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The beginning of the good news about Jesus the Messiah, the Son of God, 
as it is written in Isaiah the prophet:
“I will send my messenger ahead of you, who will prepare your way –
a voice of one calling in the wilderness,
‘Prepare the way for the Lord, make straight paths for him.’”
Mark 1:1-3
Points to Ponder:
The prophets play a large role in the advent of Christ’s incarnate birth, but can be some of the most often-overlooked characters who factor into the far-reaching story of Christmas. In fact, they aren’t even physically there for the main event; we don’t find them kneeling by the manger or arriving at the stable or looking with wonder at the infant Jesus. In truth, these servants of the living God died centuries before Jesus’ birth yet their roles in the Greatest Story Ever Told are huge. And God uses them – as God is often known to do with past people and events – to remind His followers today that the story of Christmas is an integral part of the connection that makes up the much larger story of Scripture, the overarching account of God’s interaction with mankind.
Prophecies, which are of course the fore-tellings or forth-tellings of prophets, are statements made by God concerning the future and divinely revealed to the teller. In Old Testament days when a prophet spoke, he did so with his listeners’ general understanding that he spoke truthfully and under the direct authority of God. He furthermore regarded his calling with seriousness and responsibility; the weight and warning attached to prophecies was so great, after all, that the consequence for making a false prophecy was literal death Deuteronomy 18. Such weight and responsibility stemmed from the fact that all prophecy was rooted in one massive and overarching fact: God is a God of truth who cannot lie. In other words, our God does what He says He will do.
It’s no secret that prophecies pepper the Old Testament from the book of Genesis to the book of Malachi. The crimson thread or theme that binds the whole of Scripture – both Testaments – as it weaves its way through prophecy after prophecy, in fact, is the promise of a reigning Messiah – the anointed one who will redeem God’s people and restore all things.
These prophecies come in two main shapes. Some appear vague or even hazy and difficultfor the hearer to fathom. God’s promise to Abraham that “in you all the families of the earth will be blessed” is one example of a promise that must have seemed terribly vague to the patriarch at the time it was made (see Genesis 12:1-3). While we now have the advantage of hindsight and can easily see that Christ would be born a descendent of Abraham and through His sacrifice at Calvary bless all nations indeed, Abraham has nothing to go on except unwavering faith that allows him to believe that God will do what He says He will do. Even when it isn’t clear how He’s going to do it.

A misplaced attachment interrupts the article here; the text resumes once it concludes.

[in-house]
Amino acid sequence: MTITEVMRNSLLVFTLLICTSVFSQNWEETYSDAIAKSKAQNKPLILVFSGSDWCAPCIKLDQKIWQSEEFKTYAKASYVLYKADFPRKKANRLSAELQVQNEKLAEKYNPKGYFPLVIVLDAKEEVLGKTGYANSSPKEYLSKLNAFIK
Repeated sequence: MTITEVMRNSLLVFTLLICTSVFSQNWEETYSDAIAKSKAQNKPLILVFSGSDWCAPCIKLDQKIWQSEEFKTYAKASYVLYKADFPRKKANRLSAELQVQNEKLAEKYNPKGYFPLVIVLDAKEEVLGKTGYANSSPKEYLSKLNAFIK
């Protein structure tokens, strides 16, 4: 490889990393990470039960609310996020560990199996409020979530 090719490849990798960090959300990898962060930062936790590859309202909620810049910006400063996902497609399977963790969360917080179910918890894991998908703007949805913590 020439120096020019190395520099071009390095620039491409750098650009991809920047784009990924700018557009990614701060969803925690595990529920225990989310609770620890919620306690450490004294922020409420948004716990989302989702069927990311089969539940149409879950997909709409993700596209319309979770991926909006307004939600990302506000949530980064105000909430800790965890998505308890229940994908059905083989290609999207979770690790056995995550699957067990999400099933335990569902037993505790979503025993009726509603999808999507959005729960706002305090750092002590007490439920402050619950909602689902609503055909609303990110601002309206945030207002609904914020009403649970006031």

The other type of prophecy brings increasing clarity to a given promise. Consider, for example, that:
  • ·      The promised Messiah will be a descendant of King David (Jeremiah 23:5);
  • ·      He will be born in the town of Bethlehem-Judah (Micah 5:2);
  • ·      He will be born to a virgin (Isaiah 7:14);
  • ·      He will begin his earthly ministry in Galilee (Isaiah 9:1-2);
  • ·      He will enter Jerusalem riding on the back of a donkey (Zechariah 9:9); and
  • ·      He will be betrayed for thirty pieces of silver (Zechariah 11:12-13).

 

For the believer, it is this second type of prophecy – those that have already come to full fruition – that bolster and guide our faith as we peer expectantly through an oft-murky haze for resolution of God’s promises yet to come to pass. When the haze becomes especially murky for me amid so much evil in the world and a culture that seems increasingly bent away from the truths and morals of God, Isaiah 9:1-7 is a piece of go-to Scripture for me. Here are some of my favorite parts of it:
Nevertheless, there will be no more gloom for those who were in distress. In the past he humbled the land of Zebulun and the land of Naphtali, but in the future he will honor Galilee of the Gentiles, by the way of the sea, along the Jordan.  The people walking in darkness have seen a great light; on those living in the land of the shadow of death a light has dawned…. For to us a child is born, to us a son is given, and the government will be on his shoulders. And he will be called Wonderful Counselor, Mighty God, Everlasting Father, Prince of Peace.  Of the increase of his government and peace there will be no end. He will reign on David’s throne and over his kingdom, establishing and upholding it with justice and righteousness from that time on and forever. The zeal of the LORD Almighty will accomplish this.
The passage reminds me of prophecies that Christ has already fulfilled while giving me unwavering confidence that I can then share with others who are struggling to see – or maybe just need to hear again – tha He who does not change will leave no promise unanswered yesterday, today or ever.  
Even when it isn’t remotely clear to us how He’s going to do it.
– Copyright 2016, Carole Anne Hallyburton. All Rights Reserved.
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Focus for Reflection:
Do the Old Testament prophecies reshape or strengthen your faith in Jesus’ identity as the true Messiah? If so, in what ways?
Do the prophecies associated with today’s Scripture influence or shape your confidence that God will continue to fulfill the promises He has made? How so?
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